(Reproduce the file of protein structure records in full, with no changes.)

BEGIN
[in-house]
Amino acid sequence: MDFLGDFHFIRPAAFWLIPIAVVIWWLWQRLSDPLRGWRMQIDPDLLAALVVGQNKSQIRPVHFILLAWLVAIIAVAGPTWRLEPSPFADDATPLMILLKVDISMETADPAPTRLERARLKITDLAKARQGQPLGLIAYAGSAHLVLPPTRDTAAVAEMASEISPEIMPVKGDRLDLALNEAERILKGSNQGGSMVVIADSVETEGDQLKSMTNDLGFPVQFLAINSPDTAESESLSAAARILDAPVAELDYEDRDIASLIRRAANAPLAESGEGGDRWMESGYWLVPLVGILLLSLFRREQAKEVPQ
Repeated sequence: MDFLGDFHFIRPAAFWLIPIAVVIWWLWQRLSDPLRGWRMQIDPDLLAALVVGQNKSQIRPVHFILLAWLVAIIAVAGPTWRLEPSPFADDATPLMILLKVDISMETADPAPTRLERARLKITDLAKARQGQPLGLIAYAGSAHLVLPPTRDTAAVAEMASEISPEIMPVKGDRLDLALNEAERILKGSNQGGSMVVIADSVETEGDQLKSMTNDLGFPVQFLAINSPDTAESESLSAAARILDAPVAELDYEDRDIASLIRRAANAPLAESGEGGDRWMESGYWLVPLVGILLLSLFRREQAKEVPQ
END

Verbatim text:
[in-house]
Amino acid sequence: MDFLGDFHFIRPAAFWLIPIAVVIWWLWQRLSDPLRGWRMQIDPDLLAALVVGQNKSQIRPVHFILLAWLVAIIAVAGPTWRLEPSPFADDATPLMILLKVDISMETADPAPTRLERARLKITDLAKARQGQPLGLIAYAGSAHLVLPPTRDTAAVAEMASEISPEIMPVKGDRLDLALNEAERILKGSNQGGSMVVIADSVETEGDQLKSMTNDLGFPVQFLAINSPDTAESESLSAAARILDAPVAELDYEDRDIASLIRRAANAPLAESGEGGDRWMESGYWLVPLVGILLLSLFRREQAKEVPQ
Repeated sequence: MDFLGDFHFIRPAAFWLIPIAVVIWWLWQRLSDPLRGWRMQIDPDLLAALVVGQNKSQIRPVHFILLAWLVAIIAVAGPTWRLEPSPFADDATPLMILLKVDISMETADPAPTRLERARLKITDLAKARQGQPLGLIAYAGSAHLVLPPTRDTAAVAEMASEISPEIMPVKGDRLDLALNEAERILKGSNQGGSMVVIADSVETEGDQLKSMTNDLGFPVQFLAINSPDTAESESLSAAARILDAPVAELDYEDRDIASLIRRAANAPLAESGEGGDRWMESGYWLVPLVGILLLSLFRREQAKEVPQ